Coronavirus crisis: What should I do with my super?
The information in this post is only general advice. There are lots of things to consider if you are thinking about making any changes to your investment strategy. You should seek out financial advice before you make any changes. Please contact our office if we can help you.
Should I switch to cash?
It will depend on your circumstances, but for people that are not close to retiring, the answer is no. You shouldn't be making any changes to your investment strategy.
Investing involves risk. Generally, the higher the average expected return, the more risk there is.
One way we see risk manifest is in volatility. Volatility refers to the unpredictable upwards and downwards shifts of investment value over time.
In the chart below, we can see that the average capital stable portfolio return over fifteen years until 31 December 2019 was 4.0%, while the high growth average was 9.5%.
We can also see that the worst return return over any twelve months for capital stable portfolios was 1.5%, whereas the high growth portfolio worst return was -33.5%. In contrast, the best return over any twelve months for a capital growth portfolio of 7.8% was lower than even the average return for the high growth portfolio; this even after factoring in that twelve month return of 33.5%. And the best return for a high growth portfolio was 34.8%.
If your time frame for investing allows for it then the conventional wisdom is to aim for the strategy with higher average returns and to anticipate the periods of negative returns along the way.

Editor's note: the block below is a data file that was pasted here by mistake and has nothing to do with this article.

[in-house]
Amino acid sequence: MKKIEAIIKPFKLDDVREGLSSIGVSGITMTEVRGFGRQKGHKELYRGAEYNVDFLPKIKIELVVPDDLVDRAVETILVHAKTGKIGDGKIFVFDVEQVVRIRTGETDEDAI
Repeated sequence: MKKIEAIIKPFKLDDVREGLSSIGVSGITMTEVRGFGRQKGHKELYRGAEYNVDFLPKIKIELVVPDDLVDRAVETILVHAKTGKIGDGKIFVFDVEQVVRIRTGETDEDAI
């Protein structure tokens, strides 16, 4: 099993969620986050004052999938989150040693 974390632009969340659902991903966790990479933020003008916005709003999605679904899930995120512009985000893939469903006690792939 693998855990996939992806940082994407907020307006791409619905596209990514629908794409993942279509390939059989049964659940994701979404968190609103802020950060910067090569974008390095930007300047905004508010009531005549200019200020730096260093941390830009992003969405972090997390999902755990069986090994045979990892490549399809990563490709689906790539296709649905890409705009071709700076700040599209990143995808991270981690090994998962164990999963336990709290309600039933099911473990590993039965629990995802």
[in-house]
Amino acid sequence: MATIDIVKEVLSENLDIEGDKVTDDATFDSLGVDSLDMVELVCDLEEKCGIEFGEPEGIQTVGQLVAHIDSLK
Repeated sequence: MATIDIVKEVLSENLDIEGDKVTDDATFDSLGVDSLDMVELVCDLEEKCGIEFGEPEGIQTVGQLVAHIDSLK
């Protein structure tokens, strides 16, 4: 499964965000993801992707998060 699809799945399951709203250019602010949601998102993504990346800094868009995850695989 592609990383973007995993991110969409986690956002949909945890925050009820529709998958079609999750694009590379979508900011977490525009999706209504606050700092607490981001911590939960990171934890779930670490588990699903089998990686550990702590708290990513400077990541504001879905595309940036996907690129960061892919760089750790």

By switching to cash after the downturn, all you do is crystallise losses.
And what happens after a crash?
Historically, after the big falls, there are periods of high growth.
The following table shows the returns over one year and five year periods after the heaviest one day falls in the US stock market. (Don't worry, the principle applies to Australia too.)
So for those that cash out after a fall, not only are they crystallising losses, but they are also missing out on the best returns. It's even worse if you decided to jump back in the market after all the growth and then get hammered again by the next downfall. Timing the market is one of the big mistakes people make with investing.
In summary, the higher the average return on investment, the greater the volatility and incidence of negative returns. Ride out the volatility. Switching to a conservative strategy after a downturn crystallises the loss and makes you miss out on future growth.
Having said that, if you are not someone that can stomach the periods of negative returns of a high growth strategy, then maybe it is not right for you. Have a look at Table 1 above at what kind of negative return you can stomach and accept that over the long term your investment is expected to grow at a lesser rate.